Get to know the new mobile KPIs (Key Phone-love Indicators)

Way back in the Seventies, even before cell phones the size of Hummers were created, comedian Steve Martin caused a sensation with a bit called “Let’s Get Small” that lampooned dopers. These days, of course, folks are more hooked on their cell phones than on any controlled substances. One speaker in a mobile marketing presentation at Advertising Week in New York quoted a study saying that the average smartphone freak checked his or her unit 150 times daily. Addiction never had it this good.

Even though cell phones haven’t (as far as I know) driven anyone into rehab or a 12-step program, they are controlled substances. People love them because they allow them to keep a tight handle on their lives and identities, but also because people can control them.

“Its smallness is one of the sources of [the cell phone’s] power. We like small things: dollhouses, toys, jewelry. We believe we can hold and keep them,” observed Abigail Posner, Google’s head of strategic planning, during the Advertising Week session. “When it comes to smartphones, the small is gigantic.”

As in gigantic for marketers who, thanks to a planet-wide jones for staying connected, can themselves stay connected to their customers wherever they may be. And if marketers help customers plan faster, meld with their world better, and be acknowledged more, then those customers may actually welcome those marketers into their own worlds.

Those three desires–for quickness, connectedness, and identity—are what surfaced when Google recently hired an anthropologist to study a group of smartphone users and determine what place the devices hold in their lives. The three mobile KPIs (Key Phone-love Indicators) are described in more detail below, but they all add up to one thing: dependency. Like junkies who always have their “works” handy, modern homo sapiens have their smartphones on or near their persons. Imagine how your day would be affected if your cell disappeared? Just this week, I my wallet was stolen from my locker at the gym. I was upset, but I immediately felt relief when I reached around to my front pocket and found my trusty Android still in the house. Life would go on. Immediately.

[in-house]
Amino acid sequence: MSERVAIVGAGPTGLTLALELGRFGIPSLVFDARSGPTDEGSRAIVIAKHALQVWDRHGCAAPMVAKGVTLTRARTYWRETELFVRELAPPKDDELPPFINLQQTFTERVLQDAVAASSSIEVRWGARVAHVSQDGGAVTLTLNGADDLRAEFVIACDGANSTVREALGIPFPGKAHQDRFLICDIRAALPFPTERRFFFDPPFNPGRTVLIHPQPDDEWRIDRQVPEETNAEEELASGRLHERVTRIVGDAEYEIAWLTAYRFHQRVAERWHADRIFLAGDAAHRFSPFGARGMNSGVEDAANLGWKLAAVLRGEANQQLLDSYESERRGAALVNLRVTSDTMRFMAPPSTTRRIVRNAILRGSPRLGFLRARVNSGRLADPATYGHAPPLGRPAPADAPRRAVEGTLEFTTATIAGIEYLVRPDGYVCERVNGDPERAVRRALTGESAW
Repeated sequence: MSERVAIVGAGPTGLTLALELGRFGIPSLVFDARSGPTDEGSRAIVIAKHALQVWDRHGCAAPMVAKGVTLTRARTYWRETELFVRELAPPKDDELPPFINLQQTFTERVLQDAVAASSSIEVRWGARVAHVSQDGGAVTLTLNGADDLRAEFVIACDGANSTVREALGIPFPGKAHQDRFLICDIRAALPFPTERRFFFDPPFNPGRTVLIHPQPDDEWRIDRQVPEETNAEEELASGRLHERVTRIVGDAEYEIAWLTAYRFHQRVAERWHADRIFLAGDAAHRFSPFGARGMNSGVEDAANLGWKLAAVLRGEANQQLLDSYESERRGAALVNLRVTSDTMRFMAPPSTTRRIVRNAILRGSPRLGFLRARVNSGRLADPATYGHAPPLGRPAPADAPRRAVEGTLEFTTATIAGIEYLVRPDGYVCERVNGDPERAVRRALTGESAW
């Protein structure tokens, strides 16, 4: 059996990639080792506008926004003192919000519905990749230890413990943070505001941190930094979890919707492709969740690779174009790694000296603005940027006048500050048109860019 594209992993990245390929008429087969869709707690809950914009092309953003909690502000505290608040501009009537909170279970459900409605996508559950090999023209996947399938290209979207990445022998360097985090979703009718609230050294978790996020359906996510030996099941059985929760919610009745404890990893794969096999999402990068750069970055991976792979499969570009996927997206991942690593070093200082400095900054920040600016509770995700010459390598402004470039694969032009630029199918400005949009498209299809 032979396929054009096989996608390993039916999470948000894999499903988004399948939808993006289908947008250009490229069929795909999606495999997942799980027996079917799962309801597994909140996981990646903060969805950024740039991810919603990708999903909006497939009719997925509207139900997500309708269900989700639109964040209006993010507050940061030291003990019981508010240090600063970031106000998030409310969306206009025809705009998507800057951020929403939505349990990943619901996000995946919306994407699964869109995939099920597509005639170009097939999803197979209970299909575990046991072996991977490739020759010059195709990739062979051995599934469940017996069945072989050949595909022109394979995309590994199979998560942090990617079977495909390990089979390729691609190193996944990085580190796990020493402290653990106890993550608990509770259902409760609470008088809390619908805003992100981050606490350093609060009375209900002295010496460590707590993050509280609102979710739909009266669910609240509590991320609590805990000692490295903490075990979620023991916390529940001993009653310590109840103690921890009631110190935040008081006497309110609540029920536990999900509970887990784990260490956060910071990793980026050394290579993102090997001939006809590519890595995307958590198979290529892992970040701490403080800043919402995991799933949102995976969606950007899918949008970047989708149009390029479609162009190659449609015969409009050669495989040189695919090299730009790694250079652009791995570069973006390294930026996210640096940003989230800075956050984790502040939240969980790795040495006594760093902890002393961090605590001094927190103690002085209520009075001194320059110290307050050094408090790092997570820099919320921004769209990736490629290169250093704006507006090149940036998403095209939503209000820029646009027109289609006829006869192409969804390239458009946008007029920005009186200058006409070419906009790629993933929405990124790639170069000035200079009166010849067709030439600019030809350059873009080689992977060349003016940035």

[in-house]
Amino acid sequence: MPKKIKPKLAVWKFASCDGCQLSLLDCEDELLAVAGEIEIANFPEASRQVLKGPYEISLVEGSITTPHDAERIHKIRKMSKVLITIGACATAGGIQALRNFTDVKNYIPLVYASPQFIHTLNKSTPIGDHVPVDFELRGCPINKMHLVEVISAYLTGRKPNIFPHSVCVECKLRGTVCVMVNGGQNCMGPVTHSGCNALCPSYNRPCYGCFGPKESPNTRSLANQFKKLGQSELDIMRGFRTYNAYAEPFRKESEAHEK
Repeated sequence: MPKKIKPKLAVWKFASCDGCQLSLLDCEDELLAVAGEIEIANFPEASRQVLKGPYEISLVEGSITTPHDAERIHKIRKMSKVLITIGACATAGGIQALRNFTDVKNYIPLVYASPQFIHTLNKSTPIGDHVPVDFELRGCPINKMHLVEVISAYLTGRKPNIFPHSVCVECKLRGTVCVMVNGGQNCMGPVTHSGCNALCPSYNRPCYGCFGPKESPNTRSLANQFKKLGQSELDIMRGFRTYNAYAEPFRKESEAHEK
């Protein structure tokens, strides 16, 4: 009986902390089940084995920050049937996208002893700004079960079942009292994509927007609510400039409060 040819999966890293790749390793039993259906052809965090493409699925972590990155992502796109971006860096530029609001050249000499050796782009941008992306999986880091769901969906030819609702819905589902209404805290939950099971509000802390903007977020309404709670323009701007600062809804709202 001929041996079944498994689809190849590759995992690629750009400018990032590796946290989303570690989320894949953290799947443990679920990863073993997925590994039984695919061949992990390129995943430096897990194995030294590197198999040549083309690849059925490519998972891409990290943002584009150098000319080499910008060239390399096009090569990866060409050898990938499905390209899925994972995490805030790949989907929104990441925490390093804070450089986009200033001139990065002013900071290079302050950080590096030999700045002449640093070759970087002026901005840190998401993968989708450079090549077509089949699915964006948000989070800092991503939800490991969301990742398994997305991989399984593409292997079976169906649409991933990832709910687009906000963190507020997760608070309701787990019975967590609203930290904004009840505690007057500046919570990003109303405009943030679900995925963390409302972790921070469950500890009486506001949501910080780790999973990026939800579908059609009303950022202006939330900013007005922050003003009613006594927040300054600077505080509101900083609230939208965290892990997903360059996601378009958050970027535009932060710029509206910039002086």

The anthropologist’s three mobile KPIs:

Quicksilver Self: Armed with their all-powerful mobile devices, people envision themselves to be masters of their business schedules and personal calendars on the order of Quicksilver, the super-fast superhero of Marvel Comics legend. “People told us their phones allowed them to shift gears at a moment’s notice,” Posner said. “The device not only opened them up to new people and experiences, it also made them better.”

Place Making: Mobile devices allow us to plant our flags, so to speak, in several locations several—even hundreds—of times a day. We “like,” we review, we “pin.” Our existence is no longer so much physical or spiritual as it is digital. Google’s anthropologist summed it up by saying that we have a desire to connect to the far wider world presented to us by digital communications, to bond with a society far removed from our humdrum, locally lived lives.

New Tribalism: The Kinks’ Sixties anthem, “I’m Not Like Everybody Else” wouldn’t have much of a following today, according to the anthropologist findings. Society busted open with a planetary movement toward self-exploration in those days, but social media has fueled a generation of people who seek their identities in larger and larger spheres. “We base our identities less on who we are as individuals and more on how we are connecting with the rest of the world. We now co-create worlds together,” Posner said.

Now if only the inhabitants of the world that exists in my right front pocket could help me re-create the contents of my wallet.

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